Counter-Terrorism: February 27, 2005


With over 50,000 ocean going vessels out there, that could make it to North America, the U.S. Navy and Coast Guard have developed techniques to deal with the situation. First, only a few thousand ocean going ships regularly visit North America. Most are huge cargo vessels or tankers, constantly moving back and forth between East Asian or Persian Gulf ports and North American destinations. These are easy to watch. So the navy has established a class of ships that get special attention. These are called vessels of interest (VOI). Some get included in this list because they carry hazardous materials (explosives or very dangerous chemicals). Others are VOIs because they are where they shouldnt be there, or are simply suspected of involvement in one seagoing criminal activity or another. If a Chinese or African coastal freighter is spotted approaching North America, it becomes a VOI. If a sailor jumps ship in the United States, that vessel becomes a VOI (because this is now considered a method for smuggling terrorists into the country.) More attention is paid to theft at containers ports. Its long been common for criminals to smuggle goods (usually drugs) and people (often prostitutes, or just illegal migrants) in via shipping containers. But terrorists could also come in that way. Appeals to port workers patriotism usually provides a steady supply of tips on which crooks are, or might be, crossing the line from thieving to terrorism.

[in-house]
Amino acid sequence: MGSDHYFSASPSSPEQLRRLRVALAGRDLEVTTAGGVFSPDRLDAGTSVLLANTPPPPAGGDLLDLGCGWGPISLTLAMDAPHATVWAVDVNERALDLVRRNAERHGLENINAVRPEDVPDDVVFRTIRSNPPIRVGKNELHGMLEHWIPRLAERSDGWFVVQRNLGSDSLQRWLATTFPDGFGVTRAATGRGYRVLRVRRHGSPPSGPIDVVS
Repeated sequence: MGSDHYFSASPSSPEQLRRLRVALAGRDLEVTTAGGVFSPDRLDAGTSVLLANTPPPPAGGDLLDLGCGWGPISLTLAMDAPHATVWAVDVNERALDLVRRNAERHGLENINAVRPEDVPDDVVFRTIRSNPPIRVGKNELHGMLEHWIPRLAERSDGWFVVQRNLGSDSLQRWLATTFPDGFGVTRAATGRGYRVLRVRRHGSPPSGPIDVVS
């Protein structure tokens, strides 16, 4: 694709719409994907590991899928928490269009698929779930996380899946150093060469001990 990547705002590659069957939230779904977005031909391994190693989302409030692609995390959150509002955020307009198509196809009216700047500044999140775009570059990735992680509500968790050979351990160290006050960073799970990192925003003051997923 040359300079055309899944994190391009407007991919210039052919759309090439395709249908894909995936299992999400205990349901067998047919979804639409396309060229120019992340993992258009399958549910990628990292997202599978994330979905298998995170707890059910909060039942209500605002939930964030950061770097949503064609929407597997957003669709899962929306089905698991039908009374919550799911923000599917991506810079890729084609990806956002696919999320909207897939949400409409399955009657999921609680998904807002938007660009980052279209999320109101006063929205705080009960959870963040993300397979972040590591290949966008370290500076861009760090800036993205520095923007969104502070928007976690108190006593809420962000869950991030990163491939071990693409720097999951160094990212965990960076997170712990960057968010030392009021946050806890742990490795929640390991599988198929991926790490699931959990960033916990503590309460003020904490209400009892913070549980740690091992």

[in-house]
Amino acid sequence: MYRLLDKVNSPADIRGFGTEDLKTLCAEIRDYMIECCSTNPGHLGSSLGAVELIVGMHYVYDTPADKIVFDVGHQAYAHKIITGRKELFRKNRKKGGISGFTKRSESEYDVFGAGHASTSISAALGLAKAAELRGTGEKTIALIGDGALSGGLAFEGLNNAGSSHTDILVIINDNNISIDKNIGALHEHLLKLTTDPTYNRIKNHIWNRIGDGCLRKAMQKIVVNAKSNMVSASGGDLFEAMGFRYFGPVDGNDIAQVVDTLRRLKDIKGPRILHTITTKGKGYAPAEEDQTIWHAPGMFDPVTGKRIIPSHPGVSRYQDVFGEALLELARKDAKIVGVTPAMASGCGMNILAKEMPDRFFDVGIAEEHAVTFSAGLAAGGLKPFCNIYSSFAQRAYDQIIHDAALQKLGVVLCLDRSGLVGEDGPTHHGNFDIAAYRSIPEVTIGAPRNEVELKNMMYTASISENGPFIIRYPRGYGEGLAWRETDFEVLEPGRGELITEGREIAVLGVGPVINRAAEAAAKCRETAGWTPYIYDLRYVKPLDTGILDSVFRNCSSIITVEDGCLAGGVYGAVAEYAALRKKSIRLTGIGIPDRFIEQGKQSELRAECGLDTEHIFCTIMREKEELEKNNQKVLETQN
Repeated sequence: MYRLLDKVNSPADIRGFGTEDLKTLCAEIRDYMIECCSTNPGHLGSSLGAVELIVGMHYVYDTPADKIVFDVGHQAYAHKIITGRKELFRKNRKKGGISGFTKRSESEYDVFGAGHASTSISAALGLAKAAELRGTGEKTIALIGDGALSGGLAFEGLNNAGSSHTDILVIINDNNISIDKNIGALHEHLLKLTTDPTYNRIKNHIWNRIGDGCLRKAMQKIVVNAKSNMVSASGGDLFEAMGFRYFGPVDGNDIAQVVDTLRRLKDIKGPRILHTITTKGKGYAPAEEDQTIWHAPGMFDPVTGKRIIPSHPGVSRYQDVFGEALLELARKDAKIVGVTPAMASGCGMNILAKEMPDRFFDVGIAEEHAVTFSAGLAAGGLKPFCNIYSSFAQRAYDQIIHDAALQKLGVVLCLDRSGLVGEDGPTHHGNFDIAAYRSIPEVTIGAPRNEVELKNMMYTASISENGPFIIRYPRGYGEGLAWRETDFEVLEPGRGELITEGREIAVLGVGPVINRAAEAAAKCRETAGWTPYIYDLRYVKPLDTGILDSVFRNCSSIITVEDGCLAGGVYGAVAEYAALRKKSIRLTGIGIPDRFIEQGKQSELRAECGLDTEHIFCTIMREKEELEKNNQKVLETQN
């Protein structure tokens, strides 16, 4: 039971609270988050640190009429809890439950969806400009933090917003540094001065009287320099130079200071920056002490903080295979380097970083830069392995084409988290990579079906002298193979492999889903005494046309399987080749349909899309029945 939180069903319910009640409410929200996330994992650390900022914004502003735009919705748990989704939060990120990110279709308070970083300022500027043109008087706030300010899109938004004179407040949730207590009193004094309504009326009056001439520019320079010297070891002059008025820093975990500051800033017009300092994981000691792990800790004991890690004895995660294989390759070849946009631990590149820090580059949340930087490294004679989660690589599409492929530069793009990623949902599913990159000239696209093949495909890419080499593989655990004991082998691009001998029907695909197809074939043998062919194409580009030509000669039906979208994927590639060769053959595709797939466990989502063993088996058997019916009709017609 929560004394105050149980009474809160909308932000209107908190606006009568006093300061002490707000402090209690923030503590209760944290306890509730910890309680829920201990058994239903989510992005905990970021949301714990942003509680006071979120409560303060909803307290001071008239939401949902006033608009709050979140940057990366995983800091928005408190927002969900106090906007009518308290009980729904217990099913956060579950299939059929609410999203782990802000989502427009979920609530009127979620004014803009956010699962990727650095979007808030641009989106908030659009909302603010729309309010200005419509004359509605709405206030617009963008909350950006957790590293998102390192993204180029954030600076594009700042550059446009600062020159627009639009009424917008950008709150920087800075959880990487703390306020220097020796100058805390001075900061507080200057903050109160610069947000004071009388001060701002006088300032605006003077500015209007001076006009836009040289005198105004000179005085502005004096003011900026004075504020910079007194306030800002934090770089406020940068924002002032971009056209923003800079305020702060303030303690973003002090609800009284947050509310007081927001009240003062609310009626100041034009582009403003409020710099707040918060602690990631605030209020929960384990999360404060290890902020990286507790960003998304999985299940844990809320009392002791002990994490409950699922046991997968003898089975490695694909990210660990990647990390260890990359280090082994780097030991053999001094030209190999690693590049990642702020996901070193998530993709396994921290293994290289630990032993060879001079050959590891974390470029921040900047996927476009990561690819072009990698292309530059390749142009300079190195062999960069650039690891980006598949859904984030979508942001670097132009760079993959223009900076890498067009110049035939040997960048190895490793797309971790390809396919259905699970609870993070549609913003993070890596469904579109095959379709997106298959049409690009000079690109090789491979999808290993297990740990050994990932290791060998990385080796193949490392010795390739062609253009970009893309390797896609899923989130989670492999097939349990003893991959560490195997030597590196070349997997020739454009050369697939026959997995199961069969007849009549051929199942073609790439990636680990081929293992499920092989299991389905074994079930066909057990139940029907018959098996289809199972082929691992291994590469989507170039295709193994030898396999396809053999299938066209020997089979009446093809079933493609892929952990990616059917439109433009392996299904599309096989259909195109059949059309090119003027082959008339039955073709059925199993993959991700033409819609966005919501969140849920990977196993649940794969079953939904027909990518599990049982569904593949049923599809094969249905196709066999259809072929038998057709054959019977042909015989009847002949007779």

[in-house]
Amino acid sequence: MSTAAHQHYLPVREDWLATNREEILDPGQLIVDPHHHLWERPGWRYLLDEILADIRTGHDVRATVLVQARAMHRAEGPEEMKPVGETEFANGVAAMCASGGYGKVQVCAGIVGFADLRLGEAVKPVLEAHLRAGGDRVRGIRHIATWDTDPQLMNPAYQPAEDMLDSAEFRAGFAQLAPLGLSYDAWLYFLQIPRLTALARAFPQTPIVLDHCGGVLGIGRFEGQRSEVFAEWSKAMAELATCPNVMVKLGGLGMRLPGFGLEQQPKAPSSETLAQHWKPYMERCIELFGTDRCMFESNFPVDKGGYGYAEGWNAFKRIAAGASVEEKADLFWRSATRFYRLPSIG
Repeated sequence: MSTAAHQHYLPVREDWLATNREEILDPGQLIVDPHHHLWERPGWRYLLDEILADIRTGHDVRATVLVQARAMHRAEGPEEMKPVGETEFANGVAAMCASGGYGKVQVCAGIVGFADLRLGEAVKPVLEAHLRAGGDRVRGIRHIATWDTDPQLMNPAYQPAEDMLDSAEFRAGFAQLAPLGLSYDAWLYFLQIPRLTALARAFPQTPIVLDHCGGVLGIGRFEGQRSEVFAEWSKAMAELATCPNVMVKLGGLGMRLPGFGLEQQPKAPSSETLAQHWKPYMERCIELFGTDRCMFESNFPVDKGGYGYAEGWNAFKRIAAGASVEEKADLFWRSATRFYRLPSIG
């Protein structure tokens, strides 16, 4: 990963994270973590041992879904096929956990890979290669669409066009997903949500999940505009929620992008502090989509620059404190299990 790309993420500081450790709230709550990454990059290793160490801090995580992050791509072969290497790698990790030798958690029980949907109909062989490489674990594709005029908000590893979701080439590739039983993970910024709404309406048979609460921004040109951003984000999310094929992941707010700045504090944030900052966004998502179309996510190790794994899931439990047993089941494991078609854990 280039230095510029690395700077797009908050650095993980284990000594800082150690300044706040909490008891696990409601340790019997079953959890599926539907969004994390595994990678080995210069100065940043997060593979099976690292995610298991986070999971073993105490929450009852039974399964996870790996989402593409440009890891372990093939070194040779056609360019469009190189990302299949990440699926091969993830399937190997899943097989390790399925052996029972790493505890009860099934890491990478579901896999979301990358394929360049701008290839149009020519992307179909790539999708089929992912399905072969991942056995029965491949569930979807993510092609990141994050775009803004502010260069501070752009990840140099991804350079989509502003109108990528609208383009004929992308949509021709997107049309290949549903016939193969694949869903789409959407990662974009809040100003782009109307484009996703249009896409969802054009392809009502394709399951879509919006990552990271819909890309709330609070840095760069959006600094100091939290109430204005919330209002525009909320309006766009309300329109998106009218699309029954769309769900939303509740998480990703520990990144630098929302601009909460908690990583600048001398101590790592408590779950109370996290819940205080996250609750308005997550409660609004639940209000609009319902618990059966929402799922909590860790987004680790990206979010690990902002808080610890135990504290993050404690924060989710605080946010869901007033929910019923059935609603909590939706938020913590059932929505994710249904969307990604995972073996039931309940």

The search for VOIs has also uncovered a lot more nefarious activity on the high seas than the navy had previously suspected. While it was known that North Korea had been shipping illegal goods (drugs, counterfeit cash, weapons) around on its merchant ships, the VOI search uncovered much, much more. The North Koreans have been more active in gunrunning and smuggling illegal raw materials (ore, oil and lumber) out of Africa and Asian hot spots. So far, theres been no proof that the North Korean smuggling fleet has been servicing terrorist organization. But its thought the North Koreans would, if the price was right, and the chances of getting caught seemed minimal.

VOIs have become a seagoing version of the usual suspects. The same ships keep showing up again and again when the navy, coast guard or port authorities go looking for bad behavior.


Article Archive

Counter-Terrorism: Current 2021 2020 2019 2018 2017 2016 2015 2014 2013 2012 2011 2010 2009 2008 2007 2006 2005 2004 



Help Keep Us Soaring

We need your help! Our subscription base has slowly been dwindling. We need your help in reversing that trend. We would like to add 20 new subscribers this month.

Each month we count on your subscriptions or contributions. You can support us in the following ways:

  1. Make sure you spread the word about us. Two ways to do that are to like us on Facebook and follow us on Twitter.
  2. Subscribe to our daily newsletter. We’ll send the news to your email box, and you don’t have to come to the site unless you want to read columns or see photos.
  3. You can contribute to the health of StrategyPage. A contribution is not a donation that you can deduct at tax time, but a form of crowdfunding. We store none of your information when you contribute..
Subscribe   Contribute   Close